Thursday, April 28, 2011

The business plan of the factory is to produce externalities

To a very large extent, many of our industrial technologies are about producing "externalities". The industrial capitalist model extracts resources in distant places (destroying other peoples' nature and possibly livelihoods), it has workers do something with them and pay them only part of the added value, the cost of pollution is carried by the local communities, the cost of health care is footed by society, the cost of schooling the workers is covered by society etc. The products are sold at a profit and the waste is someone else's problem. Our natural and social "commons" are resource pools and dumping grounds for the factory. Those that are most successful in externalising their costs are the most successful. "The rationale of machine technology is to (locally) save and liberate time and space, but (crucially) at the expense of time and space consumed elsewhere in the social system" as summarized by Alf Hornborg (2006). When one realise this, one see that what economists are calling "externalities" as if they were some kind of mistake in the process, are part and parcel of the business plans that are behind factories. Of course, there are tools and machines that are producing very few externalities or where those externalities are very small. By and large, however, competition drives industries into increasing externalities. The most apparent example is re-location of factories, to the emerging economies, where salaries are lower and regulations laxer. Many more trends in modern manufacturing can be viewed with that perspective. There is always a counter-movement from society to pressurise industries to take care of those externalities, as they are indeed damaging.

Hornborg (2009) shows how the unequal exchange underlying machine technology can be exposed by measuring the net flows of biophysical resources such as energy, matter, embodied land (ecological footprints), or embodied labour. The mechanical ‘power’ of the machine is to a large extent also an expression of the economic and ideological ‘power’ through which it is sustained. Ultimately, what keeps our machines running are global terms of trade, where the poor get a raw deal. Like with so many other discussions it is hard to discern cause and effect. Is it technology, the machine, as such that creates this imbalance in power, or is the imbalance in power that skews the application of technology into favouring the powerful? I think that they are mutually reinforcing, like so many other issues. In the market place, it is clearly technologies - and organizational forms - that tilts the terms of trade in your favour that will survive. Technology has created the illusion that economic processes can "produce" resources; that we through technological and economic transformation of raw materials into consumer goods can make more resources available; for the price of a particular consumer good, we can buy more material than were used for the production of the good. This is also reflected in the extraction of added value from labour. The value (price) of a good is higher than the work embedded in it, after deduction of other costs, which means that the capitalist can buy more work. These are also the mechanism by which capitalism, technology and economic growth are intrinsically intertwined, and one more reasons for why sustainable capitalism is an oxymoron.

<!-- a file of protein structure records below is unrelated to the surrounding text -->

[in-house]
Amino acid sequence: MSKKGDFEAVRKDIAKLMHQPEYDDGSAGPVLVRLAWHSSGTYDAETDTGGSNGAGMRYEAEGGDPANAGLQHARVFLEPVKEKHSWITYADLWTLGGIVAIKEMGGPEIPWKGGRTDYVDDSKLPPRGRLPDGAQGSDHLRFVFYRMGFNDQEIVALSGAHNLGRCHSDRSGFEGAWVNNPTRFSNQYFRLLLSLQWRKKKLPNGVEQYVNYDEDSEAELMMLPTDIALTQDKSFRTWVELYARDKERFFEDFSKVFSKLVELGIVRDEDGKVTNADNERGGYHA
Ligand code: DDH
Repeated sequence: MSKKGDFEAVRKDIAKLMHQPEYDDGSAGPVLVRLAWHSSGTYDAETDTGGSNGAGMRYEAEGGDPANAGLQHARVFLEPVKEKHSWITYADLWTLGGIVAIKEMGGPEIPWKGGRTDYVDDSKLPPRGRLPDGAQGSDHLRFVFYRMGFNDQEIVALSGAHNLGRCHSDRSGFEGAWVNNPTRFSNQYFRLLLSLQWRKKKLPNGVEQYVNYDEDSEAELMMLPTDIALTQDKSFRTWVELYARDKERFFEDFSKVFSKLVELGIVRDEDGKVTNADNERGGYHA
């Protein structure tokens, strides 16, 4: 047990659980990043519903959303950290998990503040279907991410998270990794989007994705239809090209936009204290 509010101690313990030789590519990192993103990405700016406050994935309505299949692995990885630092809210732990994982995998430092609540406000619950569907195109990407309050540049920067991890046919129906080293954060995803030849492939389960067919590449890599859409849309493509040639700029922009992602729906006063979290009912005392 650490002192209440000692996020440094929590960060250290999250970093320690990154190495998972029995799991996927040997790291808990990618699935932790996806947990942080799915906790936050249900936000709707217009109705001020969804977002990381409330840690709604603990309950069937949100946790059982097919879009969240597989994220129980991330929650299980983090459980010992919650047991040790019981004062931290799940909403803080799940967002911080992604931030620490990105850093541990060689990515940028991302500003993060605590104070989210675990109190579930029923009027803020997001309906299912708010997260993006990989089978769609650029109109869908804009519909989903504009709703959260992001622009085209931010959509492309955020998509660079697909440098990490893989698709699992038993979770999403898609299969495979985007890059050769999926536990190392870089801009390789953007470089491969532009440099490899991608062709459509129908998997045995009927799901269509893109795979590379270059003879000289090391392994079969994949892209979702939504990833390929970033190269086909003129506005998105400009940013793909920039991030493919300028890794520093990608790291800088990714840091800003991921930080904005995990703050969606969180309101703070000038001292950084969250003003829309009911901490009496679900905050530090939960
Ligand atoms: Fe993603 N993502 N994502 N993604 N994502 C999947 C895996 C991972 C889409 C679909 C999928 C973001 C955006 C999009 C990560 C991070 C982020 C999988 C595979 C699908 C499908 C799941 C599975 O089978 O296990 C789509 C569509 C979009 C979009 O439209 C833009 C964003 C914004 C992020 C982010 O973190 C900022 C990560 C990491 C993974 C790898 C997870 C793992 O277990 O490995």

Hornborg, Alf 2006, Footprints in the cotton fields: The Industrial Revolution as time-space appropriation and environmental load displacement, Ecological Economics, Volume 59 Issue: 1, Pages: 74-81
Hornborg, Alf 2009, Zero-Sum World Challenges in Conceptualizing Environmental Load Displacement and Ecologically Unequal Exchange in the World-System, International Journal of Comparative Sociology Vol 50(3–4): 237–262

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